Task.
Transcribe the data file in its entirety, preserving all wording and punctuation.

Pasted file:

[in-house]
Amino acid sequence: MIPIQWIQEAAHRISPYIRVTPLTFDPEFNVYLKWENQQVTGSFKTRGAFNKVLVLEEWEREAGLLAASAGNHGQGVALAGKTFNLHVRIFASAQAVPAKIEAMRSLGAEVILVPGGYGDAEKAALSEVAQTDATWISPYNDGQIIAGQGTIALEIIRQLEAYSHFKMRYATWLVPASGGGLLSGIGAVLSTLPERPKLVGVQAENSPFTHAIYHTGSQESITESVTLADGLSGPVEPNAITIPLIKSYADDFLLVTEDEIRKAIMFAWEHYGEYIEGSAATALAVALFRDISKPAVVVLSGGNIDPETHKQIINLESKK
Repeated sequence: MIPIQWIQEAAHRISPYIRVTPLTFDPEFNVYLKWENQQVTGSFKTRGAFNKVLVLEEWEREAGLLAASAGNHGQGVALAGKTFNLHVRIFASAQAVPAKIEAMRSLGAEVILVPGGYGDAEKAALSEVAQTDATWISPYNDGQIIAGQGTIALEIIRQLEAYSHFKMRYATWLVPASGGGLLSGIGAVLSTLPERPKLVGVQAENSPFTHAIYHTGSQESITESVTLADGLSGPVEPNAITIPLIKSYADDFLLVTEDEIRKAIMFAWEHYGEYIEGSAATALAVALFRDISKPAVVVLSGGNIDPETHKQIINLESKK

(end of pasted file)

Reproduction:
[in-house]
Amino acid sequence: MIPIQWIQEAAHRISPYIRVTPLTFDPEFNVYLKWENQQVTGSFKTRGAFNKVLVLEEWEREAGLLAASAGNHGQGVALAGKTFNLHVRIFASAQAVPAKIEAMRSLGAEVILVPGGYGDAEKAALSEVAQTDATWISPYNDGQIIAGQGTIALEIIRQLEAYSHFKMRYATWLVPASGGGLLSGIGAVLSTLPERPKLVGVQAENSPFTHAIYHTGSQESITESVTLADGLSGPVEPNAITIPLIKSYADDFLLVTEDEIRKAIMFAWEHYGEYIEGSAATALAVALFRDISKPAVVVLSGGNIDPETHKQIINLESKK
Repeated sequence: MIPIQWIQEAAHRISPYIRVTPLTFDPEFNVYLKWENQQVTGSFKTRGAFNKVLVLEEWEREAGLLAASAGNHGQGVALAGKTFNLHVRIFASAQAVPAKIEAMRSLGAEVILVPGGYGDAEKAALSEVAQTDATWISPYNDGQIIAGQGTIALEIIRQLEAYSHFKMRYATWLVPASGGGLLSGIGAVLSTLPERPKLVGVQAENSPFTHAIYHTGSQESITESVTLADGLSGPVEPNAITIPLIKSYADDFLLVTEDEIRKAIMFAWEHYGEYIEGSAATALAVALFRDISKPAVVVLSGGNIDPETHKQIINLESKK